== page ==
April Key Focus
Your Last-Minute Tax Questions Answered
We are now one week away from the April 15th tax filing deadline. With crunch time here, the questions have been pouring in, so with that in mind, here are the answers to 5 of the most common questions we have been hearing over the past few weeks.
What's the difference between a tax deduction and a tax credit?
While both a tax deduction and a tax credit are good things, a tax credit is generally much, much better. A tax deduction reduces your overall tax bill by reducing the amount of income you have subject to income tax.
So, for example, say you are in the 25% tax bracket and have $100,000 of income. If you were able to take a $10,000 tax deduction, your tax bill would drop by about $2,500 ($10,000 x 25% rate). That's nothing to sneeze at, but if you were somehow eligible for a $10,000 tax credit, your tax bill would be reduced dollar-for-dollar by $10,000. For instance, let's say the tax bill on your $100,000 of income was $16,000. If you had a $10,000 credit, your tax bill would be reduced all of the way to $6,000.
I got married/divorced in 2012. What's my filing status?
Your filing status is generally determined on the last day of the year, so even if you were single for the entire year and got married at 11:59 p.m. on December 31st, you can file a joint return with your spouse as if you were married for the entire year. The reverse, of course, would be true if you got divorced on December 31.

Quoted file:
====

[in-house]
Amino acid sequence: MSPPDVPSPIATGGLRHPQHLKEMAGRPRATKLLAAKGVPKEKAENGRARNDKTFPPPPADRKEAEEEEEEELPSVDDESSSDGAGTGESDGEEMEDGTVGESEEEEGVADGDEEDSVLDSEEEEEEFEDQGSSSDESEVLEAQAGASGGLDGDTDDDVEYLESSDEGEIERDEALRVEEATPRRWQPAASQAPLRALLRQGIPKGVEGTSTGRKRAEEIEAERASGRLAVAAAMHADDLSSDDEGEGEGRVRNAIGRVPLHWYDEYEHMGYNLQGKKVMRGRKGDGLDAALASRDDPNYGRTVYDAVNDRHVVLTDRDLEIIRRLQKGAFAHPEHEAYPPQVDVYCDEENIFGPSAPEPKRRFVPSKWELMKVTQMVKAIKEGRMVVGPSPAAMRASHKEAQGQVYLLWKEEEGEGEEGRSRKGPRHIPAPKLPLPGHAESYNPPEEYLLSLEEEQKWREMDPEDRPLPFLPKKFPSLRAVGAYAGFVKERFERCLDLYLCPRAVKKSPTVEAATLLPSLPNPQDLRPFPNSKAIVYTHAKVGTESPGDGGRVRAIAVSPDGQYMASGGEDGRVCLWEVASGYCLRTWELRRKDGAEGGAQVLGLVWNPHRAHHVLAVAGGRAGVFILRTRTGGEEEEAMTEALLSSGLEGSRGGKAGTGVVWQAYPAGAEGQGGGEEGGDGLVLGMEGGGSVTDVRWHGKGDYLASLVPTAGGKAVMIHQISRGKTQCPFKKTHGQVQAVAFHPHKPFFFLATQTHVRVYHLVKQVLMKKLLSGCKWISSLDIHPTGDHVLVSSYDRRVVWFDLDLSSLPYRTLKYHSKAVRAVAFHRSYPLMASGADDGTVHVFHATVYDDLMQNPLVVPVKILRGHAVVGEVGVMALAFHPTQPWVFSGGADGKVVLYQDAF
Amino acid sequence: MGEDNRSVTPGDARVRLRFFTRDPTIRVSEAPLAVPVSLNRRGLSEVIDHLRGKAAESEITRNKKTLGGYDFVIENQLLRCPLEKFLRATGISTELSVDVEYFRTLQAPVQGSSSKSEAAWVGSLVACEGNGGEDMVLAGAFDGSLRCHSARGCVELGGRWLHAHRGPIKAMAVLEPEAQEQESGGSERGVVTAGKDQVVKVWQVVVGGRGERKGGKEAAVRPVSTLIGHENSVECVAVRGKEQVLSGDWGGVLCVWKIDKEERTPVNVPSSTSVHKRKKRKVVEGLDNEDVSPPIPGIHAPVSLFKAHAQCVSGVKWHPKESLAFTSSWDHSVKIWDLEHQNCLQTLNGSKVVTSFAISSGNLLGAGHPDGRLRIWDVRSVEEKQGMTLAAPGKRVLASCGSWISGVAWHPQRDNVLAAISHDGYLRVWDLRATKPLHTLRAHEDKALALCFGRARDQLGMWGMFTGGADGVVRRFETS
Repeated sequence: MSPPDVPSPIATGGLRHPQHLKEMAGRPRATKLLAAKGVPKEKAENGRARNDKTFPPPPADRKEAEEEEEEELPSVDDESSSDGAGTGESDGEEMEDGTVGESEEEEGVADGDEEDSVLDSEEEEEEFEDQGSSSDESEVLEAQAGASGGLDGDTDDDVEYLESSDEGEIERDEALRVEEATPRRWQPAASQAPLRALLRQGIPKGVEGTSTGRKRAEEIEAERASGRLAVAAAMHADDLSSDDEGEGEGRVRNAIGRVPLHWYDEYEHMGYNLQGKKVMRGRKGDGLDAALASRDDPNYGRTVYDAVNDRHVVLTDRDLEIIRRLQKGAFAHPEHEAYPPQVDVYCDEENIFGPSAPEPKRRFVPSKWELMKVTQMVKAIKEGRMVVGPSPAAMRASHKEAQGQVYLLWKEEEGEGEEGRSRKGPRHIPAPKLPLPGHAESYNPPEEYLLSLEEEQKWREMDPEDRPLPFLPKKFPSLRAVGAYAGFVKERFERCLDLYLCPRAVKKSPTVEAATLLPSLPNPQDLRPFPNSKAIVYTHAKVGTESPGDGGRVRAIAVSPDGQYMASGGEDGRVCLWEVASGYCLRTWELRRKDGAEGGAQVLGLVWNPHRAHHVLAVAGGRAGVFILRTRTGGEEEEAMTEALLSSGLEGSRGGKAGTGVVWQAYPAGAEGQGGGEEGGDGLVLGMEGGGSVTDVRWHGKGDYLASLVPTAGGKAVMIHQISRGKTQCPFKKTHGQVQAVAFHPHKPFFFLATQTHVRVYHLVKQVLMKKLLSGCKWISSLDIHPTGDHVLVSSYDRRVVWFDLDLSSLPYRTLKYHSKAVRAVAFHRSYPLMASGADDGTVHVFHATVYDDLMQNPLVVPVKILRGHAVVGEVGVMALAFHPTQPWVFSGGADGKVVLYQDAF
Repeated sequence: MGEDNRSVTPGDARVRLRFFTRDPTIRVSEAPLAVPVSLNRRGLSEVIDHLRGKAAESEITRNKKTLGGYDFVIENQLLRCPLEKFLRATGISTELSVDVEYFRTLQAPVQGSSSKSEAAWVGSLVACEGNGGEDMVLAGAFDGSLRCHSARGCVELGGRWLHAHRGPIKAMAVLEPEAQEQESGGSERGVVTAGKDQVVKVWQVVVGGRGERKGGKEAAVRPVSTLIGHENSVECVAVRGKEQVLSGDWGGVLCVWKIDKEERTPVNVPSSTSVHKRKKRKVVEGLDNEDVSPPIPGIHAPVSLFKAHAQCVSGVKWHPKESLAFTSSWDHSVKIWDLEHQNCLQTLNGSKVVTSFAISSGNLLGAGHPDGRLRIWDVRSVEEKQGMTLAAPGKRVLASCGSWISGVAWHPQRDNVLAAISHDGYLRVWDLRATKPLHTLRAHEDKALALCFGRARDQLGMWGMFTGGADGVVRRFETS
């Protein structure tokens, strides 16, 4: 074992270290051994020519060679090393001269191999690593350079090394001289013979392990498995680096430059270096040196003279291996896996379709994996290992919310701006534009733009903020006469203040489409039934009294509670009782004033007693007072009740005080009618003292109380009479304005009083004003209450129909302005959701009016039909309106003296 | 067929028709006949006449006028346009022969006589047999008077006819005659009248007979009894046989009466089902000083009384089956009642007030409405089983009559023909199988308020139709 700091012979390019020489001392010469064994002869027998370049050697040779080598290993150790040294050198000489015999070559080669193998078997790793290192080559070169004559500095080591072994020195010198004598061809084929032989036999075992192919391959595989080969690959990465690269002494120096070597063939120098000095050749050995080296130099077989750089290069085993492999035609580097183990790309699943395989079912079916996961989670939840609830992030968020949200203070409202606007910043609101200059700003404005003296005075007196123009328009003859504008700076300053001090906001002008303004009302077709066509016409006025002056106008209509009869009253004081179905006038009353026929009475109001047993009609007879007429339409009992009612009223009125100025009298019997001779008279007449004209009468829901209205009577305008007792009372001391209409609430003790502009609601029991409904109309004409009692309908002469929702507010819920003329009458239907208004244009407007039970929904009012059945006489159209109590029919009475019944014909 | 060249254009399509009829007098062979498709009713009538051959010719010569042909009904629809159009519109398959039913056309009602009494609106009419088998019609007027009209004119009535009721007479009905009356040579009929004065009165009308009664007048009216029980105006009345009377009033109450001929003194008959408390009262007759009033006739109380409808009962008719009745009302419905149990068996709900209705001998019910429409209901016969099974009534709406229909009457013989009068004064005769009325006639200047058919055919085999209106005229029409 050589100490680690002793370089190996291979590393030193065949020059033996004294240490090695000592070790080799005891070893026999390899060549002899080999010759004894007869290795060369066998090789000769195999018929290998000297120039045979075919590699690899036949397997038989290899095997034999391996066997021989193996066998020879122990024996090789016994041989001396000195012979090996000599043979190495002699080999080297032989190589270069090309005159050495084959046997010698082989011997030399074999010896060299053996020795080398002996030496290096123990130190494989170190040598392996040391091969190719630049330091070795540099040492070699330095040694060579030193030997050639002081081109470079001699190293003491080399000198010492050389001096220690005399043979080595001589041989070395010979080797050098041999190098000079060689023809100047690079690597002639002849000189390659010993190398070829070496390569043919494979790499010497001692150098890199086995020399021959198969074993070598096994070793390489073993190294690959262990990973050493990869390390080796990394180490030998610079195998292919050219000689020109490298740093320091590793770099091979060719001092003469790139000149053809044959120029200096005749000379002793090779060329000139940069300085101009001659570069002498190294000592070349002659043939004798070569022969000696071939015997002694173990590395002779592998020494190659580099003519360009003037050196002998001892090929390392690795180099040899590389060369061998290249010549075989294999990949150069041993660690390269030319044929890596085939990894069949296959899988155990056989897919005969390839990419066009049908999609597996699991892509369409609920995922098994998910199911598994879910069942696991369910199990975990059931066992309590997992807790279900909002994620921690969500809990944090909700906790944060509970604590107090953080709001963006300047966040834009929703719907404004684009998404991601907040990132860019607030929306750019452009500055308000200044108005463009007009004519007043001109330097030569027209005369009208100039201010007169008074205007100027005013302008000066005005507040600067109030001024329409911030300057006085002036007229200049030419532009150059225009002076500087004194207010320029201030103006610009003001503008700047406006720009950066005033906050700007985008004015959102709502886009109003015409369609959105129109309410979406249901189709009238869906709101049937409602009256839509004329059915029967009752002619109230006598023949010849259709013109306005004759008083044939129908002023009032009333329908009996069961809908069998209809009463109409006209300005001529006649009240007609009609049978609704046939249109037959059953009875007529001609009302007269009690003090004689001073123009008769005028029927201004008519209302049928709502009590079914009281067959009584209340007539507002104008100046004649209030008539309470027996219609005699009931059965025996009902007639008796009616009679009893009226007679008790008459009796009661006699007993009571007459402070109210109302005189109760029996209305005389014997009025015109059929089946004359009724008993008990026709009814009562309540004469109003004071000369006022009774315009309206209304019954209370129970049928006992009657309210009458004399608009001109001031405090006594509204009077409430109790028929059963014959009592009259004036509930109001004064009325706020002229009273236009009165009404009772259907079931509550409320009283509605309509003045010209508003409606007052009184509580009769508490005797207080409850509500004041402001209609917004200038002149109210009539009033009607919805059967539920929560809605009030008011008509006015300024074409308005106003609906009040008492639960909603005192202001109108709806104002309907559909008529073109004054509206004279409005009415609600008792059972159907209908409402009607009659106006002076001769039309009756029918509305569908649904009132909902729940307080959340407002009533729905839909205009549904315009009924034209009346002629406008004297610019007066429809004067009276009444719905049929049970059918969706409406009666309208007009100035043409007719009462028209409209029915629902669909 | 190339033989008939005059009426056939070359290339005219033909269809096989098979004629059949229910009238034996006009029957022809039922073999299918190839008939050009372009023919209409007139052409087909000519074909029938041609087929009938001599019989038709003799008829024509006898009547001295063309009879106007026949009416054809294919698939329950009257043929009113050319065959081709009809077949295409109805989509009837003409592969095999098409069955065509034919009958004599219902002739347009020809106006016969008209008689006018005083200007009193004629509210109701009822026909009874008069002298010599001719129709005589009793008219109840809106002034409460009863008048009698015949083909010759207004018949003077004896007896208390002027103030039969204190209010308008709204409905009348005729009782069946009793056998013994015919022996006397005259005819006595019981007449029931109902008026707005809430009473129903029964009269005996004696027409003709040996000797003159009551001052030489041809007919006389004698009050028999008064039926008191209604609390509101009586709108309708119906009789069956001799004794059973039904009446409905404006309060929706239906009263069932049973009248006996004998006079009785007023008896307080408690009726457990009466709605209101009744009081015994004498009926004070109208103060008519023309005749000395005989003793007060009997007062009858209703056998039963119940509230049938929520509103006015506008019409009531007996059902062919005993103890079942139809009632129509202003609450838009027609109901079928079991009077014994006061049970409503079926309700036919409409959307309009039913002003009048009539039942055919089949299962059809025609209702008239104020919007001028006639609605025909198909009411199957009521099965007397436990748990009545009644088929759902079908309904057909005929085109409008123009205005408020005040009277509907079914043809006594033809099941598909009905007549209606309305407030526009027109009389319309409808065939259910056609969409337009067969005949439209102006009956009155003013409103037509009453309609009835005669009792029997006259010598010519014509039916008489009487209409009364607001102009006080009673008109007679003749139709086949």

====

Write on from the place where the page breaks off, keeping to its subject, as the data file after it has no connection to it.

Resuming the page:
There are a few exceptions to these rules that you should know. For instance, if you are married, but legally separated at the end of the year, you may be able to file as single or head of household. Also, if your spouse passed away in 2012 and you did not remarry, you can file a joint tax return.
I received a K-1 for my IRA investment. Where do I report
If this question has got you stumped, you are going to love this answer...you generally don't! Gains and losses inside an IRA are generally not taxable. Instead, you are taxed at ordinary rates on distributions you take from your IRA. Therefore, information on a K-1 issued to an IRA, just like 1099s issued to an IRA, for interest, dividends or capital gains earned in the IRA account generally does not have to be reported anywhere. Of course, there are always exceptions to the rule, such as if your K-1 shows unrelated business taxable income, which can be taxable to your IRA (and not directly to you).
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